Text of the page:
enoyl-ACP reductase

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en·o·yl-ACP re·duc·tase

(ēn'ō-il rē-dŭk'tās),
An enzyme that catalyzes hydrogenation of acyl-ACP (where ACP is acyl-carrier protein) complexes to 2,3-dehydroacyl-ACPs, with NAD+ as hydrogen acceptor; important in fatty acid metabolism.
Farlex Partner Medical Dictionary © Farlex 2012
References in periodicals archive ?
These proteins include 3-oxoacyl-acyl carrier protein synthase 2,3-oxoacyl-acyl carrier protein reductase, the acetyl-CoA carboxylase biotin carboxylase subunit, the acyl carrier protein, and NADH-dependent enoyl-acyl carrier protein reductase. Enzymes involved in fatty acid and phospholipid metabolism are most likely expressed at a higher level during the early stationary growth phase due to the reinforcement of the cell membrane that occurs during the transition of growth phases where large numbers of phospholipids are needed [53].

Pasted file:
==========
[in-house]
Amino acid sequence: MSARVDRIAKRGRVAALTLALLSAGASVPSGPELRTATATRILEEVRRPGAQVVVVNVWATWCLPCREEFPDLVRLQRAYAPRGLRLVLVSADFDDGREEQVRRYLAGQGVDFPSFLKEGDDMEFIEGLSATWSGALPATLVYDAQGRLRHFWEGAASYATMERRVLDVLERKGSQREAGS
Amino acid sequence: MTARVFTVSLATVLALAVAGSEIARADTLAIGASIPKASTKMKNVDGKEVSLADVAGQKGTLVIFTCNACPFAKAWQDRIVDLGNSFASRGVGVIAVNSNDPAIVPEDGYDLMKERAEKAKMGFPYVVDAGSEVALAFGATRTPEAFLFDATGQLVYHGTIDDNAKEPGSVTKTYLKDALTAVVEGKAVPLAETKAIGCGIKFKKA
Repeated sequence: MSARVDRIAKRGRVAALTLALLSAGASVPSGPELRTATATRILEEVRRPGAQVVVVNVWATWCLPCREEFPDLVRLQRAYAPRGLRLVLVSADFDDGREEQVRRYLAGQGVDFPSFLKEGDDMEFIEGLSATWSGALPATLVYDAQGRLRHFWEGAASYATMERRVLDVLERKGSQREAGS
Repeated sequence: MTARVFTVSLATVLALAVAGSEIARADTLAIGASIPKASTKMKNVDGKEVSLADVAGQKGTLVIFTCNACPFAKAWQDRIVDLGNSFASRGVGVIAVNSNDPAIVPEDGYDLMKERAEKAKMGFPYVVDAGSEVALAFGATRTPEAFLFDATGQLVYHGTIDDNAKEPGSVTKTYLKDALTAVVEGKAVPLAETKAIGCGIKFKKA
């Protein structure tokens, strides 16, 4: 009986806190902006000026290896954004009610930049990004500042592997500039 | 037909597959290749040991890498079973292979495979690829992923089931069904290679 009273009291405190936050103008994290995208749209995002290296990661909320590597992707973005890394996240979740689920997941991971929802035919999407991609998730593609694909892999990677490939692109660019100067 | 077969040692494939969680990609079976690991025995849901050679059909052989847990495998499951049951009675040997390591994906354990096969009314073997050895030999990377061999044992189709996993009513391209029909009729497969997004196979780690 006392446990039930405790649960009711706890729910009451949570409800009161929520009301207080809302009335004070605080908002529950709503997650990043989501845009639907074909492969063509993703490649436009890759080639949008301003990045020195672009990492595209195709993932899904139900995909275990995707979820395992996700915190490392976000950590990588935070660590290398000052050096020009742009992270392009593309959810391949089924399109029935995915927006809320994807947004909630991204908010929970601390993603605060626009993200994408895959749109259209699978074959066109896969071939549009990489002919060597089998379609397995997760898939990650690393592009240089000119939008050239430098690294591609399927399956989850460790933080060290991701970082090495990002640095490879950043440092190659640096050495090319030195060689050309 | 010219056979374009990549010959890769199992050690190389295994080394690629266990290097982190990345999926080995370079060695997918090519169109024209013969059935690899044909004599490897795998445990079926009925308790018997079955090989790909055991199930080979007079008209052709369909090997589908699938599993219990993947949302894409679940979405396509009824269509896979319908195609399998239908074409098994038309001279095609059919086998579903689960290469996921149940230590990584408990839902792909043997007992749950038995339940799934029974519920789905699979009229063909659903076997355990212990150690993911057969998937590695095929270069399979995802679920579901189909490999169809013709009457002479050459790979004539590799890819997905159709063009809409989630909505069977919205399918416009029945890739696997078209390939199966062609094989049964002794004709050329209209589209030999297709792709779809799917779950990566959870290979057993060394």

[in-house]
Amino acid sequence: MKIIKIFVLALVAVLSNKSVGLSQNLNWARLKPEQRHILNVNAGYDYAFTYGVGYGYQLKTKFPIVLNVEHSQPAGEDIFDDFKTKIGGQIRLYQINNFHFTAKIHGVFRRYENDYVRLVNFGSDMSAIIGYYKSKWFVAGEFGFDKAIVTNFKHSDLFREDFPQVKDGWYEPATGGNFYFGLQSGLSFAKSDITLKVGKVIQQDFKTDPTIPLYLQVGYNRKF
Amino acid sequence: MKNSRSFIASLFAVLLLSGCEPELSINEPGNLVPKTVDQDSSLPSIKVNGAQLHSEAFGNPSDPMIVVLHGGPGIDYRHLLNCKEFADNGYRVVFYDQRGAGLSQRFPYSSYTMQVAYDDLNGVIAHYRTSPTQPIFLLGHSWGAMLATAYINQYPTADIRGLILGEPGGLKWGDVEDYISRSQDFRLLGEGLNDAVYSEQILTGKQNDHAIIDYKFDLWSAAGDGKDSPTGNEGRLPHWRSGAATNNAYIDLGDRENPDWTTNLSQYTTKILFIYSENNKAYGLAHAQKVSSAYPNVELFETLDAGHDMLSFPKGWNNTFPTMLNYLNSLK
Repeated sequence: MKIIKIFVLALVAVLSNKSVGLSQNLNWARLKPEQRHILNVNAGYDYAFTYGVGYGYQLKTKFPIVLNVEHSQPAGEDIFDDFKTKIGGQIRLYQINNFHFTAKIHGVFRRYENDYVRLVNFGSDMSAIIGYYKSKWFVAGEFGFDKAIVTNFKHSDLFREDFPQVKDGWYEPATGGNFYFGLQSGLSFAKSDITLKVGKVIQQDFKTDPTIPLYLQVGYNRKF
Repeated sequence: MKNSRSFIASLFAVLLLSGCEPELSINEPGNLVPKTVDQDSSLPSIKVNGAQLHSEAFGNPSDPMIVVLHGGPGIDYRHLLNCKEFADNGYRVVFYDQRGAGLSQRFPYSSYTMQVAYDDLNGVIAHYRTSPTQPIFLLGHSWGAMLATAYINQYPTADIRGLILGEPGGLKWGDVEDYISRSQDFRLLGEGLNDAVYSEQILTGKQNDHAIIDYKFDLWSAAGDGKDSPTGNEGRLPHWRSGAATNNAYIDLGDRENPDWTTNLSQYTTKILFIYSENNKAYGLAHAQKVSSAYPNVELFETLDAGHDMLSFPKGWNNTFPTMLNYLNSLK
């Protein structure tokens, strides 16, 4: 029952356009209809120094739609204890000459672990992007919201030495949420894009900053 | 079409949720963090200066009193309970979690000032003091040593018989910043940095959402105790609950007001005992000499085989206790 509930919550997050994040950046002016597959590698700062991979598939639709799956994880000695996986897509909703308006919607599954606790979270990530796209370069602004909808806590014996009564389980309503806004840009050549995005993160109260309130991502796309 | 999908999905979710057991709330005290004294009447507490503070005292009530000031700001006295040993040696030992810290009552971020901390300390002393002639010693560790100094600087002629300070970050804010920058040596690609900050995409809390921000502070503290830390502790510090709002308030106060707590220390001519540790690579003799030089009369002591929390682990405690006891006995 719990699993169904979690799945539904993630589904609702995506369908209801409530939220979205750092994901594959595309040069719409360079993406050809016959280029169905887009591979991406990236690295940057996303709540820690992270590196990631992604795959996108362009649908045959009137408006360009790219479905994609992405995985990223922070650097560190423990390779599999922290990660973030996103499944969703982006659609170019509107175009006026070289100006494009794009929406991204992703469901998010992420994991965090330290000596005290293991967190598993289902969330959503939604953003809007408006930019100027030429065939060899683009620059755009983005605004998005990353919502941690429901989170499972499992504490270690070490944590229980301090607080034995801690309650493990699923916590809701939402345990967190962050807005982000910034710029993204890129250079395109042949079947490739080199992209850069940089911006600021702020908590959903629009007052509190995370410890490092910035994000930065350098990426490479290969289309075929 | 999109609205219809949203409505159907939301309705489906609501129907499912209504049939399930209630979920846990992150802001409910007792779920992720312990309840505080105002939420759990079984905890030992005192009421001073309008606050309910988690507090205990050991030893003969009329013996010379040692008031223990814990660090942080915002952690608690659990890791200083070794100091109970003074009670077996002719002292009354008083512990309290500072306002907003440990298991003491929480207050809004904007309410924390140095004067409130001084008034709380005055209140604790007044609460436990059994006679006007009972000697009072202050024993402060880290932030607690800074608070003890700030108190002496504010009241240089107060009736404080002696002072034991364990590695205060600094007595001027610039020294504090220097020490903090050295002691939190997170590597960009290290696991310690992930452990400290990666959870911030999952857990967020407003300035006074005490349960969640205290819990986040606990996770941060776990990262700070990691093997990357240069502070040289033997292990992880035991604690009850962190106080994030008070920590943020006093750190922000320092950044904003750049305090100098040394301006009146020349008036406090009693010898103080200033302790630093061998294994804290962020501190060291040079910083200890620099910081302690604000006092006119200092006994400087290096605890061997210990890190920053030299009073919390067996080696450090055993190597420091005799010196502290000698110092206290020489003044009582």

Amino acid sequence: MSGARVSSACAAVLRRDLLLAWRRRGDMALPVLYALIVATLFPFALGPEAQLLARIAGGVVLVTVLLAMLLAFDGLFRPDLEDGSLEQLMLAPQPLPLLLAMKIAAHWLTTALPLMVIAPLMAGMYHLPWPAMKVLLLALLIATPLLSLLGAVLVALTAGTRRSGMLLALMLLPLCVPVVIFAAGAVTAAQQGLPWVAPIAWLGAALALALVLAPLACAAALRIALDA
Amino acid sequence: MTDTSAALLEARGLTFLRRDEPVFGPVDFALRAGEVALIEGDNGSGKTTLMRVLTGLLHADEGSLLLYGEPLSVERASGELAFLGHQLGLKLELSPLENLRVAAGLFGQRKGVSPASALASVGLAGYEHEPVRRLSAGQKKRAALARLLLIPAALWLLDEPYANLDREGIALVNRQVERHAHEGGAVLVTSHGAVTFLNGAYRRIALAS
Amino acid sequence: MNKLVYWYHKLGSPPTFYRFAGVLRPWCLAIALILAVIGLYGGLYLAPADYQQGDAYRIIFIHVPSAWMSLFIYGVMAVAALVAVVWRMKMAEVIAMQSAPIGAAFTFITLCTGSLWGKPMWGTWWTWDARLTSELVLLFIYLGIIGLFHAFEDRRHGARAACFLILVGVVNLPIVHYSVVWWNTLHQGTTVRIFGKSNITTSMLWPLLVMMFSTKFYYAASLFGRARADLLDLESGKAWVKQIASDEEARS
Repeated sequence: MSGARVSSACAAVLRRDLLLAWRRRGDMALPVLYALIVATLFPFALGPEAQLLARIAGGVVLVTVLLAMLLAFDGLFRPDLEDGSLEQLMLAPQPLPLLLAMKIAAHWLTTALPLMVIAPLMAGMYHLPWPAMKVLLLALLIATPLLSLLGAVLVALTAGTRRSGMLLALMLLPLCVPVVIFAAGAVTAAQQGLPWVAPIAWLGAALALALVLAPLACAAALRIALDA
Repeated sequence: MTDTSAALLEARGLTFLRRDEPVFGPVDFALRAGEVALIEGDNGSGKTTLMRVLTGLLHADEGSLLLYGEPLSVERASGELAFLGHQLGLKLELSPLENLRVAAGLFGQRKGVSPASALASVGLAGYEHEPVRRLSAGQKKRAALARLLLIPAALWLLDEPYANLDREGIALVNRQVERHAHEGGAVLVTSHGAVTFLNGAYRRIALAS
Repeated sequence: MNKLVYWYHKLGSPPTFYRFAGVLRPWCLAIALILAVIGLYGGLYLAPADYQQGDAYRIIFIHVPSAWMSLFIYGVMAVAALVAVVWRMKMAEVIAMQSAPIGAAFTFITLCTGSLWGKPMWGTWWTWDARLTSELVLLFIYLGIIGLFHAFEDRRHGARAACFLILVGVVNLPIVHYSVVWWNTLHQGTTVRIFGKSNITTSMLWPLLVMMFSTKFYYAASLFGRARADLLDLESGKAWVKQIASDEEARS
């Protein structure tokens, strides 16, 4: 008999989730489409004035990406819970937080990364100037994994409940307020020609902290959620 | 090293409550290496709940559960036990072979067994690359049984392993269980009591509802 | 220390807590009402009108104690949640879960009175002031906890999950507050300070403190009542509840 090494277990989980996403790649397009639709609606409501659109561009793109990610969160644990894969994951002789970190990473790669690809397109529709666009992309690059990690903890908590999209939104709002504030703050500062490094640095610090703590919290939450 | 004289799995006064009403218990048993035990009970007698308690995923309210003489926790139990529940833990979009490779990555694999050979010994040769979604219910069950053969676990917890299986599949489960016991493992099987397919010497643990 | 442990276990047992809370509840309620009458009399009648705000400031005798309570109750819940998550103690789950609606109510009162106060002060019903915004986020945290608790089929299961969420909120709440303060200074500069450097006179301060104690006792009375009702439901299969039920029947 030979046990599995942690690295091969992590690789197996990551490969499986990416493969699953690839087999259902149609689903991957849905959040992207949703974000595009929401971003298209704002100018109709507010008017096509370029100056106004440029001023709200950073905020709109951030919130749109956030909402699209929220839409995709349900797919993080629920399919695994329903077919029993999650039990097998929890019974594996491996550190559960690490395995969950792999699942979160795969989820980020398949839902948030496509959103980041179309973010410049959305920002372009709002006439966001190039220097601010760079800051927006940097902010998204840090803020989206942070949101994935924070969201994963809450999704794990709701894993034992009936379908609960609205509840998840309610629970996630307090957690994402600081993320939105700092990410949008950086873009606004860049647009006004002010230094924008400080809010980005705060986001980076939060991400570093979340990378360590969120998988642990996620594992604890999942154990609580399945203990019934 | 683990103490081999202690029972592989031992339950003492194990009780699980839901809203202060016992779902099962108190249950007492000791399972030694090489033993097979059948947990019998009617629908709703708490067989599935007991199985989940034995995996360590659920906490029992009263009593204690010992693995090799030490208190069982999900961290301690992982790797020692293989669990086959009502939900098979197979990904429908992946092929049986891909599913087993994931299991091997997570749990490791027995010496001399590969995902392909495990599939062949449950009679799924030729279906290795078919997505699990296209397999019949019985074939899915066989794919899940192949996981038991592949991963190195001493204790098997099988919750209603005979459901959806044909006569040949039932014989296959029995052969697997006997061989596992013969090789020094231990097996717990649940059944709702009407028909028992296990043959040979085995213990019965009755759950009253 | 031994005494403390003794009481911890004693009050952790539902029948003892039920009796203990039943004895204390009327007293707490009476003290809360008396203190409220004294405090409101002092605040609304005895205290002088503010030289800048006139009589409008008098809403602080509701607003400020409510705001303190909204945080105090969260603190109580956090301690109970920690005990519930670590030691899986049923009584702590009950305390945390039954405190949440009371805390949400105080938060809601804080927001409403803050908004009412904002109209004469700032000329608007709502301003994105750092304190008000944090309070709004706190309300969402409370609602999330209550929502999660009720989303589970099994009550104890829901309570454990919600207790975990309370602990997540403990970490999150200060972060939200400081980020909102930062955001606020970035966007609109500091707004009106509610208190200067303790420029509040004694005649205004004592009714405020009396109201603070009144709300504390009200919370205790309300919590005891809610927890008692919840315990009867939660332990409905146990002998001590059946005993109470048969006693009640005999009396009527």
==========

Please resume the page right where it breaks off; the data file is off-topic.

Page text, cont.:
At bactericidal concentrations, triclosan appears to act upon multiple cell membrane and cytoplasmic targets, while at lower concentrations, triclosan affects specific targets such as the enoyl-acyl carrier protein reductase (ENR) enzyme (Yazdankhah et al., 2006).
Triclosan is known to act on enoyl-acyl carrier protein reductase, called Fab 1.